Tuesday, 7 October 2008: 2:00 PM
George R. Brown Convention Center, 322AB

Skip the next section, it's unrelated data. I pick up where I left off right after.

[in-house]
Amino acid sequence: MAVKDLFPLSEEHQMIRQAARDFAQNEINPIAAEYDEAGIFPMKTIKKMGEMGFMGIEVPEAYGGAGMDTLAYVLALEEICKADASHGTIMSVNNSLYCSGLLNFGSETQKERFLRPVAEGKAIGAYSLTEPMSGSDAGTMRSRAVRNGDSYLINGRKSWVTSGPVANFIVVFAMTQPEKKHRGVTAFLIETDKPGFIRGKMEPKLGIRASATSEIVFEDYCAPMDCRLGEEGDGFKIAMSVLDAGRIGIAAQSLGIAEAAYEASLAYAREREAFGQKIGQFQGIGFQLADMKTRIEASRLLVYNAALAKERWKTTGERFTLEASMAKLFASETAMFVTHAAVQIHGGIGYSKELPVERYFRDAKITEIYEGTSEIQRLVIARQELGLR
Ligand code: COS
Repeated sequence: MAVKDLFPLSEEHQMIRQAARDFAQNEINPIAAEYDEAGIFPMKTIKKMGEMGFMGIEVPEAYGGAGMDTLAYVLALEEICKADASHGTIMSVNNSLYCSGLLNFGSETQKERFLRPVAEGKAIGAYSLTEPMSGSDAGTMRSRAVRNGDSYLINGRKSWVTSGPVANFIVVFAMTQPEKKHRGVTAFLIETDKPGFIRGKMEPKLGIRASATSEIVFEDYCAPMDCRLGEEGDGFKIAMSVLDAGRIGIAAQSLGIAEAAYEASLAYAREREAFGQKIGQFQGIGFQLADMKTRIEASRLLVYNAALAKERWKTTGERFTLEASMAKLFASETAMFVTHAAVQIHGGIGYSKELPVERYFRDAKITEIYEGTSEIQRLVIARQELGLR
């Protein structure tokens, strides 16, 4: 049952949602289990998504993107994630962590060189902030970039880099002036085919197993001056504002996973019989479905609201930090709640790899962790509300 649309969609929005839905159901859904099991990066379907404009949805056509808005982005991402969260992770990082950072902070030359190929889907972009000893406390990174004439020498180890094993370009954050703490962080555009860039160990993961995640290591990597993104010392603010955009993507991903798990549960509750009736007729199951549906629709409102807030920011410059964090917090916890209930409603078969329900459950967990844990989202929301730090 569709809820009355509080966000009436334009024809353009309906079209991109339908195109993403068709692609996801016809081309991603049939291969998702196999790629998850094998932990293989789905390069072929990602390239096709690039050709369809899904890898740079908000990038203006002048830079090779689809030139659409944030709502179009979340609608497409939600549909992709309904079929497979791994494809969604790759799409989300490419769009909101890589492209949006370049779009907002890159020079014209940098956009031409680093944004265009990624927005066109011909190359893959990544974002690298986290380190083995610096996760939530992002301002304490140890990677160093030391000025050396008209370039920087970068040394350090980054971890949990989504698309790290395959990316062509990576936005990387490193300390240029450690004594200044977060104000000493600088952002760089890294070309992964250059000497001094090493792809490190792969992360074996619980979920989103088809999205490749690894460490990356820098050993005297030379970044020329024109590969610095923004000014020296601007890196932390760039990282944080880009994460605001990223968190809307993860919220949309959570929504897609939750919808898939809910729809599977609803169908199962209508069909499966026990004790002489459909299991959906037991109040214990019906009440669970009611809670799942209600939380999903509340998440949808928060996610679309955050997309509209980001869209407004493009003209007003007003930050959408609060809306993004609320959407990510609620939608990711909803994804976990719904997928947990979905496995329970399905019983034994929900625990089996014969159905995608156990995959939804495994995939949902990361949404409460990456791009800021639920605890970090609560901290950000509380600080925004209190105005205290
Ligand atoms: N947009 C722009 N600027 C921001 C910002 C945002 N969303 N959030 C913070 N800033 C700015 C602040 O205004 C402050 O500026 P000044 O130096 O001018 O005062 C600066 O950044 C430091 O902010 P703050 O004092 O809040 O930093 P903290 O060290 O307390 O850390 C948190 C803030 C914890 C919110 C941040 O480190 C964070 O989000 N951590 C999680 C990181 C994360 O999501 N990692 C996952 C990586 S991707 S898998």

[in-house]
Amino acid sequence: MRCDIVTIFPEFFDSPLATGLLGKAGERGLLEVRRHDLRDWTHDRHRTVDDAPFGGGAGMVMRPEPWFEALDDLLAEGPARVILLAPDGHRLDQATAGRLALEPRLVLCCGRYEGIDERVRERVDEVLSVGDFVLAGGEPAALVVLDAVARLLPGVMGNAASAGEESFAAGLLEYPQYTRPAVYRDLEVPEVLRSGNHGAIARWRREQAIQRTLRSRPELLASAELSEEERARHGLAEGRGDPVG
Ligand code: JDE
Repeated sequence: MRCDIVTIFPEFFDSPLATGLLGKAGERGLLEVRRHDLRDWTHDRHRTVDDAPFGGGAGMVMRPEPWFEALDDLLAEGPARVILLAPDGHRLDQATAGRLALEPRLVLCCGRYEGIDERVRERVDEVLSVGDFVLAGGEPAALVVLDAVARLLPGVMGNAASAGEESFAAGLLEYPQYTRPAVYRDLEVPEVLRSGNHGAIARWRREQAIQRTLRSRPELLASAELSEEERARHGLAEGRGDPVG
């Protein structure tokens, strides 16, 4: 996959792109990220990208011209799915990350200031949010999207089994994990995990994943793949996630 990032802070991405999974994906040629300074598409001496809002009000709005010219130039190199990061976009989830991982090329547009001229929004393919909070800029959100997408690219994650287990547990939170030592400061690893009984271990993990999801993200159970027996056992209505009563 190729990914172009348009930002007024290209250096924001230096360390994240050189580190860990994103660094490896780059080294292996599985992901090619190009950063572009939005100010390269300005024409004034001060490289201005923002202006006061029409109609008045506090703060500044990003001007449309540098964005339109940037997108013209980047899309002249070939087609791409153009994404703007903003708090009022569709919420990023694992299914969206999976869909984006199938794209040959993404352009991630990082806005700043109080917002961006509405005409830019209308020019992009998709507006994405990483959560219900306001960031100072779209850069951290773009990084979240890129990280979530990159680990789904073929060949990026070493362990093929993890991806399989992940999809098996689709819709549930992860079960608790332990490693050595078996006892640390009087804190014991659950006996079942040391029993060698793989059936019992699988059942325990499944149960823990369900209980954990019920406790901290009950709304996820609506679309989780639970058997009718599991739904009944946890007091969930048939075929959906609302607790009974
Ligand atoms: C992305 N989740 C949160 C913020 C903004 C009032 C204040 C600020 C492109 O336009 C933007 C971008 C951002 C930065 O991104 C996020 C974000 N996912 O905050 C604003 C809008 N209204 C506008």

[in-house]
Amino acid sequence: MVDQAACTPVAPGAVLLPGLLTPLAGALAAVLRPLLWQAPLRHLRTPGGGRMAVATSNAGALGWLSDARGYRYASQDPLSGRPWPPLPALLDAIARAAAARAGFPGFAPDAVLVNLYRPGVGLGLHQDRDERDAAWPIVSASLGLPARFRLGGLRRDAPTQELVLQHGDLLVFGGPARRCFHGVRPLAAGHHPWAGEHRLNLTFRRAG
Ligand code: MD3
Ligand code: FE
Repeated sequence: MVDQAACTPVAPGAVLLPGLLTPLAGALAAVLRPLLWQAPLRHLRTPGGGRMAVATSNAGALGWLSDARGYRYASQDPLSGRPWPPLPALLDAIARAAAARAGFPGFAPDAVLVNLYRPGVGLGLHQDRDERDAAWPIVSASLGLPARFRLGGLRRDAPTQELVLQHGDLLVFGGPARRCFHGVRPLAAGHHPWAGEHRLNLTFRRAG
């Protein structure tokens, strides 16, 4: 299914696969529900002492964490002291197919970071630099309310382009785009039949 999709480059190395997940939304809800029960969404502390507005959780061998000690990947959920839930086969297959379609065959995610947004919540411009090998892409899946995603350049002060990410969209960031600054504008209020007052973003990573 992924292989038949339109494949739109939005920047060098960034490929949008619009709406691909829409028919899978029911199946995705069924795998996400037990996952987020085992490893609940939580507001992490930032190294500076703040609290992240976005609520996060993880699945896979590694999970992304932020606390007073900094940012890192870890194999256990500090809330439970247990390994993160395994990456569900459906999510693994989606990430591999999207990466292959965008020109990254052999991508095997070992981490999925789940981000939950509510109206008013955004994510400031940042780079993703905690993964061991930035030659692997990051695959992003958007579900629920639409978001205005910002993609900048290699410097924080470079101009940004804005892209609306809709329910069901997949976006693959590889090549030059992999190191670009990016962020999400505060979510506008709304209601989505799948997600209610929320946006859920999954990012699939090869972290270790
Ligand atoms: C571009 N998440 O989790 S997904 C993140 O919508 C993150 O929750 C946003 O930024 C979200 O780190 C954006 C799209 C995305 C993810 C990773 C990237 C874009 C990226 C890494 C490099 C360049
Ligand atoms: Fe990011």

There is a growing amount of evidence for environmental impacts on human behaviour linked to the Medieval Climatic Anomaly (A.D. 800 - 1350). For example, Jones and others (1999) reported striking correlations between drought and changes in subsistence, population, exchange, health, and interpersonal violence from four regions of western North America, and the collapse of Classic Maya cities in Mesoamerica is roughly coincident with this time period (Neff et al. 2006). In Australia, however, there is relatively little known paleoenvironmental evidence for the MCA, let alone any impacts it may have had on Aboriginal populations. We previously reported radiocarbon determinations obtained from heat-retainer hearths (or earth ovens) from a single location in far northwestern New South Wales, Australia, which suggested a cessation in hearth construction during a period that coincides with the Medieval Climatic Anomaly (Holdaway et al. 2002). In this paper, we present the results of further investigation of the temporal and spatial patterns of Aboriginal occupation in this region during the Holocene. The analysis of more than 150 radiocarbon age determinations obtained from hearths at five sampling locations throughout western New South Wales suggests that the human response to this climatic shift varied regionally in ways that may reflect the local availability of water. Locations with multiple and/or abundant water sources exhibit a sequence of hearth ages that show periods of more and less intensive hearth construction that correlate with late Holocene climatic fluctuations including the MCA, suggesting that they provide a more complete record than that preserved in regions with more ephemeral water sources. We hypothesise that Aboriginal people abandoned some drier locations for periods lasting up to several hundred years while other better watered areas were abandoned for shorter periods of time. People returned when climatic conditions ameliorated.